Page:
Australia has successfully beaten coronavirus, so why are we still in lockdown? Picture: Michael Dodge/AAP
Australia has successfully beaten coronavirus, so why are we still in lockdown? Picture: Michael Dodge/AAP

Bolt: What’s the government waiting for?

This is extraordinary. Why won't the Morrison Government tell us the sign it's waiting for to release us all from home imprisonment?

Why won't it level with us?

Haven't we already achieved everything the government - and the state premiers, too - once said was the excuse for imposing on us a virtual police state?

Its medical advisers told us a month ago we had to stay shut in our homes because up to 150,000 Australians would die from the coronavirus.

But just 63 of us have so far died. Even around the world the death toll is fewer than 130,000.

The government also told us we had to be banned even from sitting alone on a park bench so that we could "flatten the curve" of infections.

But that curve is now as flat as a pancake. For days we've had 50 or fewer new infections. Many more people are getting better than are getting sick.

It also told us it had to ban elective surgery so hospitals wouldn't run out of intensive care beds to save the masses dying from this virus.

But those 2200 ICU beds - and the many more emergency beds we've now added - have for many days had just 80 or so virus patients in them. Thousands of beds lie empty.

If all this isn't success, what is?

What exactly is the sign of success the government is looking for before these stay-home laws can be eased?

 

Australia has successfully beaten coronavirus, so why are we still in lockdown? Picture: AAP
Australia has successfully beaten coronavirus, so why are we still in lockdown? Picture: AAP

What is the key metric it's looking for to ease the restrictions that have cost hundreds of thousands of Australians their jobs and their savings?

We deserve to know. Yet when I interviewed Health Minister Greg Hunt this week, he repeatedly refused to say what the government was waiting for.

Was it when we had not a single new death? Hunt would not say.

Was it when we had no more infections at all? Hunt would not say.

Was it when we had inflection rates this manageably low for another week? Two weeks? Hunt would not say.

What's the big secret? Shouldn't we all know what the government is aiming for, and debate the costs and benefits of that target?

Clearly, it can't keep insisting these stay-home bans will last "six months", given Hunt admits the death toll is much, much lower than it had thought possible.

And what was so magical about six months?

It's just a date plucked from a calendar, and six months of these bans would drive many Australians crazy and many more broke, as well as leave our economy devastated.

I don't mean to criticise the government for what it has done until now.

Hunt is right to boast: "The steps we've taken have literally saved lives and they're making a massive difference, as difficult and as tough as they are."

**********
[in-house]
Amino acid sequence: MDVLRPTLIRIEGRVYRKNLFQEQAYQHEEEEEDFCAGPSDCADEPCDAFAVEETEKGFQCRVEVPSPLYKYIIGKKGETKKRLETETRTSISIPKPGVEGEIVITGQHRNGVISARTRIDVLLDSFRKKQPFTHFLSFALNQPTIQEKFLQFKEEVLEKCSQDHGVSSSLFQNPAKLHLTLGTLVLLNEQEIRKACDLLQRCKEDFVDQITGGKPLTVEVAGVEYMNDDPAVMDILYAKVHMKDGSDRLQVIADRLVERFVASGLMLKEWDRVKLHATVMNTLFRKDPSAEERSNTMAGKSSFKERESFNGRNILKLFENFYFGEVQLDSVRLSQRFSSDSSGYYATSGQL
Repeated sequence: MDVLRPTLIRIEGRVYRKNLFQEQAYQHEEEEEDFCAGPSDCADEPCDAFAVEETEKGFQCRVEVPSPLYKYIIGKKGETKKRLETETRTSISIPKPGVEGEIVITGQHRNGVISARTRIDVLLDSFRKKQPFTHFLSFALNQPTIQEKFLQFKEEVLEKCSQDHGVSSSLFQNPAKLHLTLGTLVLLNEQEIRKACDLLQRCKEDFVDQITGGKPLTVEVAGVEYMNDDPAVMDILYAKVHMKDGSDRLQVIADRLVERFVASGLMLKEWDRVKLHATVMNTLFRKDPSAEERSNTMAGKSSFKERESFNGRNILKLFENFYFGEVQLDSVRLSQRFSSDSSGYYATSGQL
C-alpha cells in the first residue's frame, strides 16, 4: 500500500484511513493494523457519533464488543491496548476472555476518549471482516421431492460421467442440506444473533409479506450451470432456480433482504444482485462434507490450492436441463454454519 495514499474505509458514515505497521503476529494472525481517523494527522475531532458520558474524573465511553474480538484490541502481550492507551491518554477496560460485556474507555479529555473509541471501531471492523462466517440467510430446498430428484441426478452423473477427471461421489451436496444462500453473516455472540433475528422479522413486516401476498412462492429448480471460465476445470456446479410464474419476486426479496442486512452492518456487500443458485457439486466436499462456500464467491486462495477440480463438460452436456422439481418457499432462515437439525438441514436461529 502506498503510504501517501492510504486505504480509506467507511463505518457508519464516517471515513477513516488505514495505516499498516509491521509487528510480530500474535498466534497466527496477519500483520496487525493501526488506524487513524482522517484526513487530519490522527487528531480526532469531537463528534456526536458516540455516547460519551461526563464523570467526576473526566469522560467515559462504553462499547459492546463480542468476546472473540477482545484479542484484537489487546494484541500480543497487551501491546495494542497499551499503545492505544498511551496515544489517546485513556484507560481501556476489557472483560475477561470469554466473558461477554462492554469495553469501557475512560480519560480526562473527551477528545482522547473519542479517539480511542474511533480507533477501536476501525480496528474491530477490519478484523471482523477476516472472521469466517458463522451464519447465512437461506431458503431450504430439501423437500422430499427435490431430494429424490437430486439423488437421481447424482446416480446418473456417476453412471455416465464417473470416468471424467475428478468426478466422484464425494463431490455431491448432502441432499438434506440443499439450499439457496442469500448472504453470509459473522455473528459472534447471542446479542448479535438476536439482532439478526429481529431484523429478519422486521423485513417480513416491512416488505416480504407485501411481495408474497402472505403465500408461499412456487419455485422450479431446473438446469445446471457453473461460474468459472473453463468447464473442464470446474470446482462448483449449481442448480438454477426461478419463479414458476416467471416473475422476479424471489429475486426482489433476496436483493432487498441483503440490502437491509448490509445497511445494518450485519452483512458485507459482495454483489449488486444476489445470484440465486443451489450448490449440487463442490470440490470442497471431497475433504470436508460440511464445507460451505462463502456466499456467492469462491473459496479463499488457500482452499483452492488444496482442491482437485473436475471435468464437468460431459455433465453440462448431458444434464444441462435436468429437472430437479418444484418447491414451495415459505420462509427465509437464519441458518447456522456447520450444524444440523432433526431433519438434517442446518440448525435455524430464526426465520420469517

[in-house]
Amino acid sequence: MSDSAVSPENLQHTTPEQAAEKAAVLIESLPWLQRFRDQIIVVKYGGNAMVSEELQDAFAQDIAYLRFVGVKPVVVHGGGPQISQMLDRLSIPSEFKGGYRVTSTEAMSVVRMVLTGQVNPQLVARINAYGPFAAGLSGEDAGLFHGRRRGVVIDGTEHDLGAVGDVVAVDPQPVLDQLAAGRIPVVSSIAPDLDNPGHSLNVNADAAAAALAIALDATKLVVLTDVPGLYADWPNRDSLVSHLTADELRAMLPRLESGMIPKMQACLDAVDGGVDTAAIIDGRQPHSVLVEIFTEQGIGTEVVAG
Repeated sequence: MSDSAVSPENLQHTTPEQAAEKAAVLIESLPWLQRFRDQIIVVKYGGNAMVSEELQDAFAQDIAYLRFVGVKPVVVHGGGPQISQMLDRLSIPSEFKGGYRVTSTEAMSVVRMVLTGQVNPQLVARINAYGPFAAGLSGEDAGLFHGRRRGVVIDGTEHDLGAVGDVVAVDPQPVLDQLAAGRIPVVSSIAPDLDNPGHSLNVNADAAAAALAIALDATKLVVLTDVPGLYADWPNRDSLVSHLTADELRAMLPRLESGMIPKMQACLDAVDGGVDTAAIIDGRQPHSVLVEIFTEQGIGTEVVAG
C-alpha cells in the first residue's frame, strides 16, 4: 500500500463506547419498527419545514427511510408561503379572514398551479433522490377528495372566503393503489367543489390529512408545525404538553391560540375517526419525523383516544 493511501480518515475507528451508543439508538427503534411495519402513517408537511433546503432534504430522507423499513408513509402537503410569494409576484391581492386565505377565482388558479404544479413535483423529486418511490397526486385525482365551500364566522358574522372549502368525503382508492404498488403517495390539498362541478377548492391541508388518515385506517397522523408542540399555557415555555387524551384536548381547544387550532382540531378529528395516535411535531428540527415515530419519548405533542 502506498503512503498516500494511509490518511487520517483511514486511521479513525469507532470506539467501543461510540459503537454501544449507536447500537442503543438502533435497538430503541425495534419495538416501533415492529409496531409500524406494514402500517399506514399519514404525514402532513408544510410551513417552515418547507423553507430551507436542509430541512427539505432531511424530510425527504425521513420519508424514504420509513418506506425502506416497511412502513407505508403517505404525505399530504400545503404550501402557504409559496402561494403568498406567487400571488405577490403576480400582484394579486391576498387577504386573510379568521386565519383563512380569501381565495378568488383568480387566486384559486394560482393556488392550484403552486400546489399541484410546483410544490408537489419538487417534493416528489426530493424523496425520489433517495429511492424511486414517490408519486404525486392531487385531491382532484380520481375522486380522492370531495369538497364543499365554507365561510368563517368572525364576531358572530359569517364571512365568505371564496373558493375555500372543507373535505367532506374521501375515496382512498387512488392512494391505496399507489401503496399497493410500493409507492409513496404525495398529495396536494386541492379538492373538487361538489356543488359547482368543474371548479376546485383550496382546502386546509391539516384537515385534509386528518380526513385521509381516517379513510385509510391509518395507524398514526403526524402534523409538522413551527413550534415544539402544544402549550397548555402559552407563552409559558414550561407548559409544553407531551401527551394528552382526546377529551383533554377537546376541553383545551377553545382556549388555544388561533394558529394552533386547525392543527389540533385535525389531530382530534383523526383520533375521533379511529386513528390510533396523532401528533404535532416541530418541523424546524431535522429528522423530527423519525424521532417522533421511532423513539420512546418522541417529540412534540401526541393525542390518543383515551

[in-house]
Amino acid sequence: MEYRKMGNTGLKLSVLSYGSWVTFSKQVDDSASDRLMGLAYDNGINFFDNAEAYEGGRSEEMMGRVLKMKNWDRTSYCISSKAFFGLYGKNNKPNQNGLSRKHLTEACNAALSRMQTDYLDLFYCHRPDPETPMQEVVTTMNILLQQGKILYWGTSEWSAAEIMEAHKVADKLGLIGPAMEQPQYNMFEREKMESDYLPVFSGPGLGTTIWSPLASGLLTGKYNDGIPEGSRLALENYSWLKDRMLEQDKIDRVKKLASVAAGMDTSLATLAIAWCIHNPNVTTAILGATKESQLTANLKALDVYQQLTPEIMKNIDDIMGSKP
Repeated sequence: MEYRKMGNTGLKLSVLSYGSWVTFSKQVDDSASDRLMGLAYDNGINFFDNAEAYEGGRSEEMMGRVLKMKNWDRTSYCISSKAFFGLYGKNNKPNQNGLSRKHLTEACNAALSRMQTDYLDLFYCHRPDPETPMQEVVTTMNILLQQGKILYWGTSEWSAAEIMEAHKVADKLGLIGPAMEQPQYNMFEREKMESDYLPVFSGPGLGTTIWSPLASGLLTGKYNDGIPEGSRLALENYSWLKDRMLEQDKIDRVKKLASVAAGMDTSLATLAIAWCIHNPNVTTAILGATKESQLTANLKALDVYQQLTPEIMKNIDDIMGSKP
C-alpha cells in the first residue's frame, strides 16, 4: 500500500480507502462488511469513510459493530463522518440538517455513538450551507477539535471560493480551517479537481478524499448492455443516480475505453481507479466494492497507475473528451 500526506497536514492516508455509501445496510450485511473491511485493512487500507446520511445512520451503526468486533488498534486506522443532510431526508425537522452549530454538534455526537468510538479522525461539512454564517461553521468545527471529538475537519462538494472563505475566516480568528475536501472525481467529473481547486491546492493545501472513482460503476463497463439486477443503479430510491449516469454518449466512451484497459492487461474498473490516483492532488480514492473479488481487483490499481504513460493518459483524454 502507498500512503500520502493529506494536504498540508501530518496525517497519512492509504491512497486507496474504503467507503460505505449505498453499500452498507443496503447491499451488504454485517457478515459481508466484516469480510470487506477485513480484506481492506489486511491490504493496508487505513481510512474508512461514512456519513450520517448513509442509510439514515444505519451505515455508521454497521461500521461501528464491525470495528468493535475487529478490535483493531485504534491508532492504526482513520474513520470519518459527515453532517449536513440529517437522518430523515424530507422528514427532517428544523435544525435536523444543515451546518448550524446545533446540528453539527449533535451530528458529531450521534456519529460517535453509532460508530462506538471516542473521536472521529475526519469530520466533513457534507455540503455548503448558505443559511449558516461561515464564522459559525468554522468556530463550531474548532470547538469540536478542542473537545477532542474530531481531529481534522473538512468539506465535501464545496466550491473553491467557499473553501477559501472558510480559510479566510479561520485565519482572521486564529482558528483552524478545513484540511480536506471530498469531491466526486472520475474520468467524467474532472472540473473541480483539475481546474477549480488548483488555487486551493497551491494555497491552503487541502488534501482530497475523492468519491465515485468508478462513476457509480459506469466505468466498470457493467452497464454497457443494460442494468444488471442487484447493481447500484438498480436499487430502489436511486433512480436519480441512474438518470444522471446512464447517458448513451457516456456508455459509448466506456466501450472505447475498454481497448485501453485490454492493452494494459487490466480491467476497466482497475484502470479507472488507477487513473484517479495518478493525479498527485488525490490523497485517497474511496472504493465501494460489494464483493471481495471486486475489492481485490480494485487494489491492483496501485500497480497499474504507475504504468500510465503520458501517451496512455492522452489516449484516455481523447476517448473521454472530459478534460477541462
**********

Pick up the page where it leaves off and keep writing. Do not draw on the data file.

Correct. All praise to Hunt and the rest of the government.

In fact, I supported the bans - and wanted more of them sooner - back when we had no idea how lethal this virus was or how fast it would spread.

Now the argument is a different one: where to go from here? Which bans actually make a difference, and which don't?

For instance, does Victoria's ban on even surfing and fishing make any sense?

Health Minister Greg Hunt says we can’t relax because a ‘second wave of infections’ might come. Picture: AAP
Health Minister Greg Hunt says we can’t relax because a ‘second wave of infections’ might come. Picture: AAP

Hunt told me we couldn't relax because a "second wave of infections" might come, as we've just seen in China and Singapore.

But what if it doesn't? We could be waiting months and months for a second wave that may never come, and wait at an horrendous financial and human cost.

Surely it makes sense to fight any second wave if and when it actually comes. We'll be far better prepared then, and can bring back all the restrictions we like when required.

Tasmania this week actually set a more realistic and affordable model for fighting a "second wave".

It had an outbreak of infections - 78 new cases - at two hospitals in Burnie. It blitzed that outbreak at its source, closing the hospitals and putting 5000 people there in quarantine.

This must be our future. Yes, let's have stricter quarantining of the infectious; better isolation and support of the most vulnerable, who are overwhelmingly aged over 70; and aggressive testing and tracking down of people who might have the bug.

But let the rest of us slowly get back to work to pay the monstrous bill.

Just tell us the key to start that great engine.

What is the government waiting for, and why won't it say?

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Originally published as Bolt: What's the government waiting for?


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